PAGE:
Richmond council votes to ban sales of menthol, flavored tobacco

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San Pablo is set to become the latest Bay Area city to ban the sale of flavored tobacco products. Last week, the city’s Council voted 3-1 in favor of amending the city’s ordinance to prohibit the sale of flavored tobacco products citywide, including menthol and e-cigarettes; to establish a minimum pack size of 6 for cigars, cigarillos and little cigars, and to establish a minimum price for cigars of $10 per cigar. The ordinance amendment will return for a second vote at Council’s Nov. 19 meeting. Should it pass, it will take effect February next year, city officials said. The aim of the ordinance amendments is to reduce the sale of an unhealthy product that youth advocates are specifically marketed to kids with the aim of getting them addicted to tobacco. Richmond, El Cerrito and Contra Costa County have passed similar bans, along with San Francisco, Oakland, Hayward, Berkeley and several North Bay jurisdictions. Alameda is currently going through the ordinance amendment process. In San Pablo, there are between 30 and 50 tobacco retailers, according to the state Board of Equalization. Of them, 28 are within 1,000 feet of a public school, the city said.

Despite concerns from city retailers, Richmond City Council voted unanimously Tuesday to ban the sale of menthol and flavored tobacco products in city limits.

The council approved those and other amendments to the Tobacco Retailer License Ordinance, almost one year after high school students from the Youth Tobacco Advocacy Policy Project (YTAPP), run by Bay Area Community Resources, studied the issue in West County and presented their findings in council chambers.

The amendments also include restrictions aimed at preventing the sales of small packs of inexpensive cigars such as Swisher Sweets. Council voted in favor of setting a minimum pack size for little cigars or cigarellos of 20, consistent with cigarette packs. Exempted from the ban are single-sale cigars that cost over $5.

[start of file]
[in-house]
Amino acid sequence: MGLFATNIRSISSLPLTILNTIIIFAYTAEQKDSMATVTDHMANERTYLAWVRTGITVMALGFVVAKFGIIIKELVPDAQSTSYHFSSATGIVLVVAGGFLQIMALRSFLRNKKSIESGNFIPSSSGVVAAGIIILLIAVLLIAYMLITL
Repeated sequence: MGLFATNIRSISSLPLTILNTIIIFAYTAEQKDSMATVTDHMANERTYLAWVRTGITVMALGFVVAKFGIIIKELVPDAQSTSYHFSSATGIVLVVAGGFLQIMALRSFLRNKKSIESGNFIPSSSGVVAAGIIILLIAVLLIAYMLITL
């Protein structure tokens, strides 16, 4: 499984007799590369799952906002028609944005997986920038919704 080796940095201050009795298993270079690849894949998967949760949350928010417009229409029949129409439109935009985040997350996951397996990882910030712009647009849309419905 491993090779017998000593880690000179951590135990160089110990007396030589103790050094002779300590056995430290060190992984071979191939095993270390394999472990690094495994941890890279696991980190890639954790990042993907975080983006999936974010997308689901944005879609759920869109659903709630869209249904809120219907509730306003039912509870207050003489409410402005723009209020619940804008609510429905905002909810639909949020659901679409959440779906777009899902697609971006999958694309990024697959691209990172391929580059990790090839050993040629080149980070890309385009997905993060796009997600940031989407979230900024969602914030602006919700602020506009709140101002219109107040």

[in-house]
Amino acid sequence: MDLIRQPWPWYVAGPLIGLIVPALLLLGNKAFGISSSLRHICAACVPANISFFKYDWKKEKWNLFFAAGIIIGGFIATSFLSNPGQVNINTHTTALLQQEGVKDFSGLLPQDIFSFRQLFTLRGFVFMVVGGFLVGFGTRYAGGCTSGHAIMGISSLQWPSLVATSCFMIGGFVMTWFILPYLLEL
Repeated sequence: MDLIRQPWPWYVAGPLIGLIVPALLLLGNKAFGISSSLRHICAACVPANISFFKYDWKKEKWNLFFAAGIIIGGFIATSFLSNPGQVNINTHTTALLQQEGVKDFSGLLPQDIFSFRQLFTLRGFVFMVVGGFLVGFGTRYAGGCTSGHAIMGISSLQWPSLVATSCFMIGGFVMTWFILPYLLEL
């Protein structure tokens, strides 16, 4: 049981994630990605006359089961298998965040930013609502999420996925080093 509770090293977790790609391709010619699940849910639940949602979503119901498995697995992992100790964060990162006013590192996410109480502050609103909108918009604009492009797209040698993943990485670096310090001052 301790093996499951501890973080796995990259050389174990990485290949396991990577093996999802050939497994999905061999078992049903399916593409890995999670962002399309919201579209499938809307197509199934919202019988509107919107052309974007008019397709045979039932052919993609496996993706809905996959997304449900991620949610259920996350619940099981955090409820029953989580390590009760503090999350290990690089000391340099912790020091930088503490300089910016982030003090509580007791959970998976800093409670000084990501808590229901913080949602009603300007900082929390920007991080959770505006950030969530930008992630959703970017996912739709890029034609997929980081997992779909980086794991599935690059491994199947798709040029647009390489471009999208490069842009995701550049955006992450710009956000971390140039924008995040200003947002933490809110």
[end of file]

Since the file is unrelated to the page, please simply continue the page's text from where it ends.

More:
RELATED: Richmond considers ban on menthol, flavored tobacco

Also, the ordinance prohibits retailers from locating within 1,000 feet of schools, parks, playgrounds and libraries, and disallows retailers from locating within 500 feet of existing retailers. Existing retailers not in line with the distance requirements are grandfathered in unless the business changes ownership or repeatedly violates the tobacco ordinance.

Retailers are being given a 9-month period to comply with the revised ordinance, and the city plans to conduct outreach with them.

Supporters of the changes cite the health hazards of smoking, and say the tobacco industry markets to children with inexpensive, flavored brands.

On June 27, the National Association of Tobacco Outlets proposed to the city to limit the ban on menthol and flavored tobacco product sales to future retailers, allowing existing retailers to be grandfathered in. City staff and council ruled against that request.

City staff acknowledged receiving many concerns from retailers about the impact the ordinance amendments will have on their businesses.

A main concern was that shoppers wanting the banned products will go to neighboring communities to shop for both tobacco and other products. That hurts small businesses and the city of Richmond’s sales tax revenue, said retailer Abdul Talib.

“Our presence here is not to represent the tobacco industry,” Talib said. “We’re representing ourselves and our families. We don’t think this ban would help our neighbors quit the bad habit of smoking. It shifts income from certain businesses and gives it to other businesses that are not impacted by this law. We think education is the most powerful tool.”

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